The PEAK adapters, also resold by Grid Connect. Available in "regular" and opto-isolated flavors. Includes a handy bus monitor app (with logging and message injection) as well as libraries for Windows and Linux.
I haven't used the Linux drivers but have done several monitoring and control apps with the supplied Windows DLLs. Work fine, no complaints.
My oldest PEAK CAN-USB is at least six years old and is an earlier hardware rev than what's available now, but the current generation DLLs (and monitor app) speak to the older hardware just fine. My original DLLs don't recognize the new hardware, of course, but recompiling against the new DLLs brought the apps up to the current h/w rev. All of which is a long way of saying that PEAK seems to "get it" for supportability.
The Kvaser and Peak adapters suggested by other posters are only as good as USB and I have NEVER seen a 24/7 reliable PC-USB interface. I have seen customers swap from USB to RS232 or Ethernet on more than one occasion. If you need high reliability you should think very carefully about using USB. (My experience with this was mainly with Windows2k and XP operating systems - Linux or Windows 7 may be better.)
I've used the PEAK adapters under Linux and they work great. We actually had fewer problems under Linux than we did under Windows. The DLL as used by VB had a few minor quirks (I don't remember what they were, but they were pretty trivial and easy to work-around).
The Linux driver just plain worked. It provided two APIs, a "binary" API using ioctl() calls and an API that used newline-delimited hex-ASCII strings and read()/write() calls on a character device. The latter made it dead simple to write applications in Python, and the throughput on a CAN bus isn't high enough to make the hex-ASCII->binary conversion a problem. Using the hex-ASCII API, you could even capture data using nothing but a "cat" command from a shell prompt.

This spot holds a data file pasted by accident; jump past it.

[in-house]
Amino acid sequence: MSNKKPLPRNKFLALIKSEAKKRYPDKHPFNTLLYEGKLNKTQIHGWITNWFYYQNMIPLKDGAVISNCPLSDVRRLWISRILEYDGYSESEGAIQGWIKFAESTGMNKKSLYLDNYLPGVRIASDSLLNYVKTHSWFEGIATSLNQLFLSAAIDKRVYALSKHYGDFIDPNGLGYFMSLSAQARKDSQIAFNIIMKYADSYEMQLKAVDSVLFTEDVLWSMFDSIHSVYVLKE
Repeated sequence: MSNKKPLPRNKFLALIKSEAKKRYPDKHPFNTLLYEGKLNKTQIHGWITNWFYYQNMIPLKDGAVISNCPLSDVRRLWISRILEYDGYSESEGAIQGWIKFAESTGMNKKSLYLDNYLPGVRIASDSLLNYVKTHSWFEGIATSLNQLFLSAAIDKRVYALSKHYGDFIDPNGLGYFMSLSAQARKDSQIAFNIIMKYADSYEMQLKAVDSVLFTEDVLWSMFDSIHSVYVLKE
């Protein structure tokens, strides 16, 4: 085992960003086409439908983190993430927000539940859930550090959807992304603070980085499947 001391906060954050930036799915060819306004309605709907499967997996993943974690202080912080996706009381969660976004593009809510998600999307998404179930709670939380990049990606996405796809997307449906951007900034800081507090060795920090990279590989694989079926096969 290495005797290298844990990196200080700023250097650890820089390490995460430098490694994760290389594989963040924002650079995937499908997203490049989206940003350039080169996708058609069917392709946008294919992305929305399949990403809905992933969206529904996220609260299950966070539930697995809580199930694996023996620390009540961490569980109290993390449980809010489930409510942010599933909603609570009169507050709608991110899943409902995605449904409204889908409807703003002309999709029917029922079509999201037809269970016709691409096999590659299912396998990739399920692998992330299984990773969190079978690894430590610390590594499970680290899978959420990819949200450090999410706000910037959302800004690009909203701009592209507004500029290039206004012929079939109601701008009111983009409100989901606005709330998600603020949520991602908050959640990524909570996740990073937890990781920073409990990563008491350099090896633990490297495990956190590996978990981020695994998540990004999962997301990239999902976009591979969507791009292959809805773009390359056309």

Agreed. The Linux drivers were always promptly updated whenever the kernel maintainers pulled the rug out from under the old ones.
Grant Edwards grant.b.edwards Yow! I'm having an
at emotional outburst!!
Essentially the entire automotive industry in Germany uses CAN interfaces and tools by Vector Informatik (vector.com). Elsewhere they use Kvaser, Peak, Mentor Graphics (the name no longer has much of a relation to the field of business..), you name it.
I thought you wanted C# support? I suspect it is probably /possible/ to use C# on a Mac, but I can't imagine anyone doing so. C# is almost exclusively Windows-only, and even MS Visual Studio only (mono has never caught up or caught on).
I'd expect the potential market for CAN interfaces on Macs is tiny - and a small slice of a small market is not likely to be a priority. There is plenty of support for CAN interfaces in Linux - some done by the manufacturers (Grant mentioned PEAK's support), and some done by users or other developers and built into the kernel.
But if I had to connect a Mac to a CAN bus, I'd look at things like a RS-232 to CAN interface (I expect Macs to support at least some USB to RS-232 cables), or an Ethernet to CAN interface.